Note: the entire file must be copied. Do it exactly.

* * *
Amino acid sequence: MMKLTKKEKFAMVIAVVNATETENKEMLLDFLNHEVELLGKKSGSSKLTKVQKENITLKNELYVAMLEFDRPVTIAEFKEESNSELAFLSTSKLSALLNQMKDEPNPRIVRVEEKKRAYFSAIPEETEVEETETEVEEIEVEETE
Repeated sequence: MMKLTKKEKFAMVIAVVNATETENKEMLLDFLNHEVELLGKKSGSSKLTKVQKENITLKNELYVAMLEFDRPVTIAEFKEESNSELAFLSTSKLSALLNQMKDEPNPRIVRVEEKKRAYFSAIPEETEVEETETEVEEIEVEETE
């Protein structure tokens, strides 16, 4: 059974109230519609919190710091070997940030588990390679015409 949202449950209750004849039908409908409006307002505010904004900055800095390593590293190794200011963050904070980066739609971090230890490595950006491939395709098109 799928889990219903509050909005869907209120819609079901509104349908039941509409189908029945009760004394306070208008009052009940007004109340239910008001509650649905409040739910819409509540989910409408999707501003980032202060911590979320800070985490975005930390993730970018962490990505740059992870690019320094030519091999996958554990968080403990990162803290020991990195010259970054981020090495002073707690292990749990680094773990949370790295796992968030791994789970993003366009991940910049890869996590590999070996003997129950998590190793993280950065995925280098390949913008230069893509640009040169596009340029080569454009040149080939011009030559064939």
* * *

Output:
Amino acid sequence: MMKLTKKEKFAMVIAVVNATETENKEMLLDFLNHEVELLGKKSGSSKLTKVQKENITLKNELYVAMLEFDRPVTIAEFKEESNSELAFLSTSKLSALLNQMKDEPNPRIVRVEEKKRAYFSAIPEETEVEETETEVEEIEVEETE
Repeated sequence: MMKLTKKEKFAMVIAVVNATETENKEMLLDFLNHEVELLGKKSGSSKLTKVQKENITLKNELYVAMLEFDRPVTIAEFKEESNSELAFLSTSKLSALLNQMKDEPNPRIVRVEEKKRAYFSAIPEETEVEETETEVEEIEVEETE
């Protein structure tokens, strides 16, 4: 059974109230519609919190710091070997940030588990390679015409 949202449950209750004849039908409908409006307002505010904004900055800095390593590293190794200011963050904070980066739609971090230890490595950006491939395709098109 799928889990219903509050909005869907209120819609079901509104349908039941509409189908029945009760004394306070208008009052009940007004109340239910008001509650649905409040739910819409509540989910409408999707501003980032202060911590979320800070985490975005930390993730970018962490990505740059992870690019320094030519091999996958554990968080403990990162803290020991990195010259970054981020090495002073707690292990749990680094773990949370790295796992968030791994789970993003366009991940910049890869996590590999070996003997129950998590190793993280950065995925280098390949913008230069893509640009040169596009340029080569454009040149080939011009030559064939």